Other Latin American countries face similar problems. Obstacles to accessing contraceptive services are believed to originate from different levels: adolescents and their sexual partners, health and education systems and sociocultural factors [36]. Health system obstacles are caused by lack of access to information about sexual and reproductive health (SRH) and to SRH care and by low quality of care. Quality is a problem because most services are not designed for adolescents, many providers lack knowledge and skills, and, when introduced, SRH programmes for adolescents often meet with resistance from providers as they challenge cultural ideas about sexuality, parenting, and gender [510].

In Nicaragua, an innovative approach was piloted, intended to increase accessibility and quality of SRH care to poor and underserved adolescents through a competitive voucher programme. (The competitive aspect of the programme, that is, competition between providers to attract voucher redeemers, was designed specifically to enhance service quality [16].) Evaluation of the impact of the intervention among female adolescents showed that voucher receipt increased use of SRH care among all groups [adjusted odds-ratio (AOR) = 3.1, 95% confidence interval (95% CI) = 2.5–3.9] and of contraceptives and condoms in specific groups [11]. Because quality affects the decision to use contraceptives, to continue using services [1215] and to recommend the services to others, various methods were used to evaluate the impact on quality.

Poor and underserved adolescents rarely use SRH care and very little is known of their perception of these services. This intervention provided the opportunity for this group to experience SRH care services and to obtain their opinions. A better understanding of their perspectives can contribute to improve the effectiveness of public health interventions aimed at increasing use and acceptability of SRH care and contraceptives by adolescents.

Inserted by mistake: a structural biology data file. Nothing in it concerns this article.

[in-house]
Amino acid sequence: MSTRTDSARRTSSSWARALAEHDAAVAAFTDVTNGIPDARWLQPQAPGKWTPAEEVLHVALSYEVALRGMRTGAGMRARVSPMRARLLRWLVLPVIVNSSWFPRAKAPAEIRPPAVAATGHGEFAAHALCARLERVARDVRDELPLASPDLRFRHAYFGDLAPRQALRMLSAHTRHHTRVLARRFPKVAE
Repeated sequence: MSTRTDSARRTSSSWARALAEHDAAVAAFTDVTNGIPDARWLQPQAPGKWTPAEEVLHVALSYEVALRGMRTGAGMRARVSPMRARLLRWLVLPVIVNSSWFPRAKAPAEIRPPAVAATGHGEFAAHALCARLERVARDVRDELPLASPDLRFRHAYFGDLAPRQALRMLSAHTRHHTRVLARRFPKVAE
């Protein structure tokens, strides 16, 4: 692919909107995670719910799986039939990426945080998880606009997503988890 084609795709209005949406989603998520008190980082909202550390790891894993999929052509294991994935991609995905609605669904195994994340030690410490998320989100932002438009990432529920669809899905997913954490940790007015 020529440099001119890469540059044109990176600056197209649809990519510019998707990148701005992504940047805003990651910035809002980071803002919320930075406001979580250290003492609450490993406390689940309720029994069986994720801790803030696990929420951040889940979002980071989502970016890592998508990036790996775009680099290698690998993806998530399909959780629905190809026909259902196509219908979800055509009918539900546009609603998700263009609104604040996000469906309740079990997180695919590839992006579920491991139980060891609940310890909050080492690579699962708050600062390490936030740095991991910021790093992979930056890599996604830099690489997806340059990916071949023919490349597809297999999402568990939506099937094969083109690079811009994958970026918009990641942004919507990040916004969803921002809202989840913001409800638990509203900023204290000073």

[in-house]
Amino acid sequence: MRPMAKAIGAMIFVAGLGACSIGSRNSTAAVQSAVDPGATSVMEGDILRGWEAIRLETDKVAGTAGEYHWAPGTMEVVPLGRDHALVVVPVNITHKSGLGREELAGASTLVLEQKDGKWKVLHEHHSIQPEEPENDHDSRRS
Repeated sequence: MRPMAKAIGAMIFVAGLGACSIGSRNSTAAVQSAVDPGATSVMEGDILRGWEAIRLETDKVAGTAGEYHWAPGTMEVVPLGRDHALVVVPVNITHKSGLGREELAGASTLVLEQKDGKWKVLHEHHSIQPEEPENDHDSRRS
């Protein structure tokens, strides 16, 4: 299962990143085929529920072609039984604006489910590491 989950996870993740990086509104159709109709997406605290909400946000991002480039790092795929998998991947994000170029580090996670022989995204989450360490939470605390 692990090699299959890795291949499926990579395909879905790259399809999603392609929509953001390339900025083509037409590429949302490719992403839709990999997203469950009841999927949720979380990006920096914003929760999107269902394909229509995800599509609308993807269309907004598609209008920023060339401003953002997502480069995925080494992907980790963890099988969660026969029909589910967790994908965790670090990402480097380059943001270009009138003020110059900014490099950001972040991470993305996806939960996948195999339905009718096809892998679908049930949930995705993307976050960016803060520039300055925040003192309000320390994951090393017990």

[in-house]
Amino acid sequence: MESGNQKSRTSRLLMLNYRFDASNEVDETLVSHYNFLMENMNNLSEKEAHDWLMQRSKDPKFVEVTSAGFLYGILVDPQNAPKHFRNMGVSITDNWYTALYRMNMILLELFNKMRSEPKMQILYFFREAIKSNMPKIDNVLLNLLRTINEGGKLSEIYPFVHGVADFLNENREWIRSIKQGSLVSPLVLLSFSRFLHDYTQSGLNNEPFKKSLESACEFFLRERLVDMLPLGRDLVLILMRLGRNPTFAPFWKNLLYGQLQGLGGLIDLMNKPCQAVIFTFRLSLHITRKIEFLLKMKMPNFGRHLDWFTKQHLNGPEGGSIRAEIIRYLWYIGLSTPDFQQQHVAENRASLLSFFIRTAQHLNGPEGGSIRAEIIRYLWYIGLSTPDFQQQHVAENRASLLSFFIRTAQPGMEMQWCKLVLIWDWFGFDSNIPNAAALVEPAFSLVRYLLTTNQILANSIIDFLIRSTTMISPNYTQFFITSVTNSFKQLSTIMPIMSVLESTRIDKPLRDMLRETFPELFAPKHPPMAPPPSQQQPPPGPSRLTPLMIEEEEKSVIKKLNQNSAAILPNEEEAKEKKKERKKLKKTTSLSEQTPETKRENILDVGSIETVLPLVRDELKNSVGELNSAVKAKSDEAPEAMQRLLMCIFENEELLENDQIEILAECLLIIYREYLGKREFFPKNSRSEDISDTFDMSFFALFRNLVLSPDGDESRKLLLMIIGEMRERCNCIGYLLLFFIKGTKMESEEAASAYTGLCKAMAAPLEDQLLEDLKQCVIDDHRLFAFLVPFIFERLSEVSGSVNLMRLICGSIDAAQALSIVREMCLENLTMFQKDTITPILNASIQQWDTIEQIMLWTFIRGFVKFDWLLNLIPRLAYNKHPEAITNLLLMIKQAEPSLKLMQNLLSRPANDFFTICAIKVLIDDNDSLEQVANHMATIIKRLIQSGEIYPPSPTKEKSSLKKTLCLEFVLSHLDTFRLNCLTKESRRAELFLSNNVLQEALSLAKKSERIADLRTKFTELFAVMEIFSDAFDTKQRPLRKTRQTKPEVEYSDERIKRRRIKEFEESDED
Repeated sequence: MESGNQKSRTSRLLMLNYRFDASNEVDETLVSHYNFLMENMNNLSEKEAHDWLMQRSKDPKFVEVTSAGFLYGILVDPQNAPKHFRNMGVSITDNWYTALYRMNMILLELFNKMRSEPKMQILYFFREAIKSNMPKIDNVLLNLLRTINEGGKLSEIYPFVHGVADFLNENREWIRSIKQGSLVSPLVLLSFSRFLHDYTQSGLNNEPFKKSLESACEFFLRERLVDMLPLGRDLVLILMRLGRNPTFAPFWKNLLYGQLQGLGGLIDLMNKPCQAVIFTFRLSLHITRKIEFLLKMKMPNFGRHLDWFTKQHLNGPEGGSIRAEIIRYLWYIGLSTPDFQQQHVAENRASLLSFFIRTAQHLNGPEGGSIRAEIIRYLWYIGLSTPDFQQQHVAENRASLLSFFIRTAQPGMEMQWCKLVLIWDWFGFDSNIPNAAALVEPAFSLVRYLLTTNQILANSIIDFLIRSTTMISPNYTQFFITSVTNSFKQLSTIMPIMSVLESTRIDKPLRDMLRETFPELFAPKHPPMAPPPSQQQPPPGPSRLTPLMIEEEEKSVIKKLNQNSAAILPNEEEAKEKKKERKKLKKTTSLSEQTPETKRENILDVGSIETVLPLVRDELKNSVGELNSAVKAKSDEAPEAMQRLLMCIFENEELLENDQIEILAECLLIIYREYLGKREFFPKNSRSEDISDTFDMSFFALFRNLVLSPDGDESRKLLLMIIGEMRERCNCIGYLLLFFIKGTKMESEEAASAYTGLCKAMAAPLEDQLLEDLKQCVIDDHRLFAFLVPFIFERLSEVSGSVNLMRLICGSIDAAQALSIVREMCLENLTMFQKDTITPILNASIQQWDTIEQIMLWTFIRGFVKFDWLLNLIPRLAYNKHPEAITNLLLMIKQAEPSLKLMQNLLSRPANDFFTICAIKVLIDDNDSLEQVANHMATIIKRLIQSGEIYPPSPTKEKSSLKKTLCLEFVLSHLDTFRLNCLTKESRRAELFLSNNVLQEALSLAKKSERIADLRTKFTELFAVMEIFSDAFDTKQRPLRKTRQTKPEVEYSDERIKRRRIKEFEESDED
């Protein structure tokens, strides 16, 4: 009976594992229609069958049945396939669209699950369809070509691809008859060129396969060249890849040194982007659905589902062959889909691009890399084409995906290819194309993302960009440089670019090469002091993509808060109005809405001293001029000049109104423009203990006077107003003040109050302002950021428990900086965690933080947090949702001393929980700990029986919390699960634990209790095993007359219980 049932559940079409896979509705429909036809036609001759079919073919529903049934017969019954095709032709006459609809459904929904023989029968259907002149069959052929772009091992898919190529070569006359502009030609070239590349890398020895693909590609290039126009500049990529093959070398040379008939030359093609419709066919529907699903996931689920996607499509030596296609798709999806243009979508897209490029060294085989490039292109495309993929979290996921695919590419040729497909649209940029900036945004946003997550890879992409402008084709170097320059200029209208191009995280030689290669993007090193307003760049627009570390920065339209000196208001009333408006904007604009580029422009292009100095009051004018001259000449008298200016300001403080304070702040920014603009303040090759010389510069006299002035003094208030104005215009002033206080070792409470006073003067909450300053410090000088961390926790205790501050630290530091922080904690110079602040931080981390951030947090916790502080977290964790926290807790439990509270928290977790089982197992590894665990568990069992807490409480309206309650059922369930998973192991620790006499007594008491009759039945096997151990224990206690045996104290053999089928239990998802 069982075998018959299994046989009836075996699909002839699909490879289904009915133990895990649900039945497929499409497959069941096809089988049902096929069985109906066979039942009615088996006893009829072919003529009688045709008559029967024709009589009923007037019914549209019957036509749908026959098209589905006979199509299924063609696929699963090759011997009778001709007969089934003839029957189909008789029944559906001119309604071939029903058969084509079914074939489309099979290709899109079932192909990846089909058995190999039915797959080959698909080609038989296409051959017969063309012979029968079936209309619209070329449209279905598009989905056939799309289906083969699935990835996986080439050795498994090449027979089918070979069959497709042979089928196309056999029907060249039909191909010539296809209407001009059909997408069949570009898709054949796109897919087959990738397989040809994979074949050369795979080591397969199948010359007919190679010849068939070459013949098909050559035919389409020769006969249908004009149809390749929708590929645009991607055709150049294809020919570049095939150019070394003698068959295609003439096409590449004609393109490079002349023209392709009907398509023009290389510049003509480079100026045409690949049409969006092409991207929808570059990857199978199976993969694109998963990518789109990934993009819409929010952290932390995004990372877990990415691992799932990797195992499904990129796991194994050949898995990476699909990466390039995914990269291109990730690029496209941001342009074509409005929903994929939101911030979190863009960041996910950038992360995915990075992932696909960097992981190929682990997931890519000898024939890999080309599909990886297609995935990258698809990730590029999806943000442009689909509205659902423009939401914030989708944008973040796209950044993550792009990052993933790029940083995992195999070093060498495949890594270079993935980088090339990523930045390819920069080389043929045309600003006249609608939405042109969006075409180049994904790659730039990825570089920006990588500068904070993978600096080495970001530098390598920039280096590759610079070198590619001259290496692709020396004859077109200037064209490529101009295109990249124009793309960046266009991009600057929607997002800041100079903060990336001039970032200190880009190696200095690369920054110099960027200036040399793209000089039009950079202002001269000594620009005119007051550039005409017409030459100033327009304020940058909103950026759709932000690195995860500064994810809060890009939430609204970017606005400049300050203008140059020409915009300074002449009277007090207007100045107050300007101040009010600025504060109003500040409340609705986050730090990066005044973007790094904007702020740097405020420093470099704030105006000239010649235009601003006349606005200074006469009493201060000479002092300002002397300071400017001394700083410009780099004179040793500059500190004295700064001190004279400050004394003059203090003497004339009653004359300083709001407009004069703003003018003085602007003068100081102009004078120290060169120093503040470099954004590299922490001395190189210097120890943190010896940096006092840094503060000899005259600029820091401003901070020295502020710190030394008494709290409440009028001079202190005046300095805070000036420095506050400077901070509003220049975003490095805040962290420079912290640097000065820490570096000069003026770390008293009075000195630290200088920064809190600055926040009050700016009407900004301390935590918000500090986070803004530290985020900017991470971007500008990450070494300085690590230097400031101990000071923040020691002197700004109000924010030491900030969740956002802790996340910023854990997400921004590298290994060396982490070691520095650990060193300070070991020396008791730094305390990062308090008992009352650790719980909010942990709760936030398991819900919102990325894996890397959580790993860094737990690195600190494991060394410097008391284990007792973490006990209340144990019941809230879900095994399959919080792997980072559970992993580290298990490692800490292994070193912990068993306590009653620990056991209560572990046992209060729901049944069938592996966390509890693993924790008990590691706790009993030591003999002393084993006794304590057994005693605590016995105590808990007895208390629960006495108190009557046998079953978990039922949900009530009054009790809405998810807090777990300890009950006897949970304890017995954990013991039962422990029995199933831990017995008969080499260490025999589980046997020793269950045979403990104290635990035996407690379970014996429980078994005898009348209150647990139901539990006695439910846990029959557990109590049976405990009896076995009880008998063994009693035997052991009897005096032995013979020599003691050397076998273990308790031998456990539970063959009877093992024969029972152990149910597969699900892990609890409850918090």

This article reports on the quality of SRH care as perceived by female adolescents from low-income areas of Managua, using self-administered questionnaires. It addresses two questions: Were girls who consulted SRH care with vouchers more satisfied with the different aspects of quality of care than girls who consulted without a voucher? What were the key determinants of adolescents’ satisfaction with SRH care?


The intervention

The intervention took place in Managua, the capital of Nicaragua, one of the poorest countries of Latin America. Primary health services in Managua consist of public health centres run by the Ministry of Health, municipal public health centres, private clinics, and clinics run by non-governmental organizations.